The first professional ballet ensemble in Belgium was formed in 1705 at the Théâtre de la Monnaie in Brussels. Among the most famous ballet masters there were Jean Antoine Petipa (1787–1855) and his son Lucien Petipa (1815–98), both well-known names in European ballet history. Another son, Marius Petipa (1818-1910), was ballet master at the Imperial Ballet in St. Petersburg. But the ballet stagnated in the latter half of the 19th century, playing a negligible role in Belgian theater in recent times.
Only after the Second World War would the dance again attract attention and enthusiasm. Maurice Béjart established his company Ballet du XXe Siècle in 1960. A company that soon became one of Europe’s most famous including through Bejart production of The Rite of Spring . Not long after, the ensemble under Béjart’s leadership became associated with the famous Théâtre Royal de la Monnaie. But in 1987, both the company and the affiliated school, Mudra, disbanded when Béjart broke with the theater and moved to Switzerland. His successor, American Mark Morris, led a smaller ensemble in the years 1988–91. Jean-Yves Langlais became Ballet Director in 1992 and associated with choreographer Anne Teresa De Keersmaeker and her dance group Rosas.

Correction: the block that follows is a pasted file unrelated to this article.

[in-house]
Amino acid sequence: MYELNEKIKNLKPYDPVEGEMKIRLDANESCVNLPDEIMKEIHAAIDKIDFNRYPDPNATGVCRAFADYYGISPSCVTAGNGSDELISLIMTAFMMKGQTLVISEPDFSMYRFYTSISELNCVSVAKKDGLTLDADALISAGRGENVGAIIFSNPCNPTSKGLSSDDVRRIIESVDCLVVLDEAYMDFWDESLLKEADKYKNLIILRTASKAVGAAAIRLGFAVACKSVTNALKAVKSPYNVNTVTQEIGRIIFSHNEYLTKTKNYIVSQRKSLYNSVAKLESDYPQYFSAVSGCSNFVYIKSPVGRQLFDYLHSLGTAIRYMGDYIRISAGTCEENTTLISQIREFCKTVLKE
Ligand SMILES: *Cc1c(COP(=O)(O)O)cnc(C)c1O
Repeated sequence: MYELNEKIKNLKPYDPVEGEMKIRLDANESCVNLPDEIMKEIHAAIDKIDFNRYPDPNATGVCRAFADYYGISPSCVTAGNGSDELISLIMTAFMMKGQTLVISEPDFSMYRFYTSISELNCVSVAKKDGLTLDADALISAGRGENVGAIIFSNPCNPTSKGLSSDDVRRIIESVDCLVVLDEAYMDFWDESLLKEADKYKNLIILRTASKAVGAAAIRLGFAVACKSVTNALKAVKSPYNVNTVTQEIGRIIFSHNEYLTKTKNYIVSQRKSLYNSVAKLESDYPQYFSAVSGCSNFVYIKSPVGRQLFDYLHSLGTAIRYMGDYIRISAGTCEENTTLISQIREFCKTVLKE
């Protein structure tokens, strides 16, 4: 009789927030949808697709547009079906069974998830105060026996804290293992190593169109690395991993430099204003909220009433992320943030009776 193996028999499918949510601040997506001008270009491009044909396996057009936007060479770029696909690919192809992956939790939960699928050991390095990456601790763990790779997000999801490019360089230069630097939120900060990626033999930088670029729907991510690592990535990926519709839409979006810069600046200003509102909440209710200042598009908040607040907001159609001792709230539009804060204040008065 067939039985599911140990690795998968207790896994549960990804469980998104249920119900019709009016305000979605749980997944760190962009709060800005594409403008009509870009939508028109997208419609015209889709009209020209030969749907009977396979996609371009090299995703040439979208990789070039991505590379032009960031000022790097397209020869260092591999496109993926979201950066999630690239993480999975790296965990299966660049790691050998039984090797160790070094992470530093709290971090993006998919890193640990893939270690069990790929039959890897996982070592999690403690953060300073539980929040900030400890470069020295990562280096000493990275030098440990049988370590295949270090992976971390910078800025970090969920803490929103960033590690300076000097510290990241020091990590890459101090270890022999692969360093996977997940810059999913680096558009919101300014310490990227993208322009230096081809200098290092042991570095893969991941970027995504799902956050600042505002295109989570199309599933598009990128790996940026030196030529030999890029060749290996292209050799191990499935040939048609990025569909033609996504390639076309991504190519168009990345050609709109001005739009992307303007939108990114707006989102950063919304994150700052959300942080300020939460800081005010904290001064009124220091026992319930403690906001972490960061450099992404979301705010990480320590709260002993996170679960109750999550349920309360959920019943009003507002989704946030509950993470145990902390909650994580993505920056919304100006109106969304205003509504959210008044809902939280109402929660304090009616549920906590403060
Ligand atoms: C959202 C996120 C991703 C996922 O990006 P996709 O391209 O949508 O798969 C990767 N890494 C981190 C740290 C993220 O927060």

The most important company in French-speaking Belgium, the Ballet Royal de Wallonie in Charleroi, also disbanded in 1990 after the death of artistic director Jorge Lefèbré. The company, which was formed in 1966 under the leadership of Hanna Voos, was one of Belgium’s largest, with over 35 dancers and with a repertoire consisting of both classical and modern works. A smaller ensemble of 14 dancers led by Frédéric Flamand and with a postmodernist repertoire became the successor under the name Charleroi Danses. The Royal Ballet van Vlaanderen in Antwerp, founded by Jeanne Brabant in 1969 and with more than 50 dancers, preserves the classical ballet tradition. Belgian choreographers have in recent years played an influential role in modern European dance. There are several smaller ones.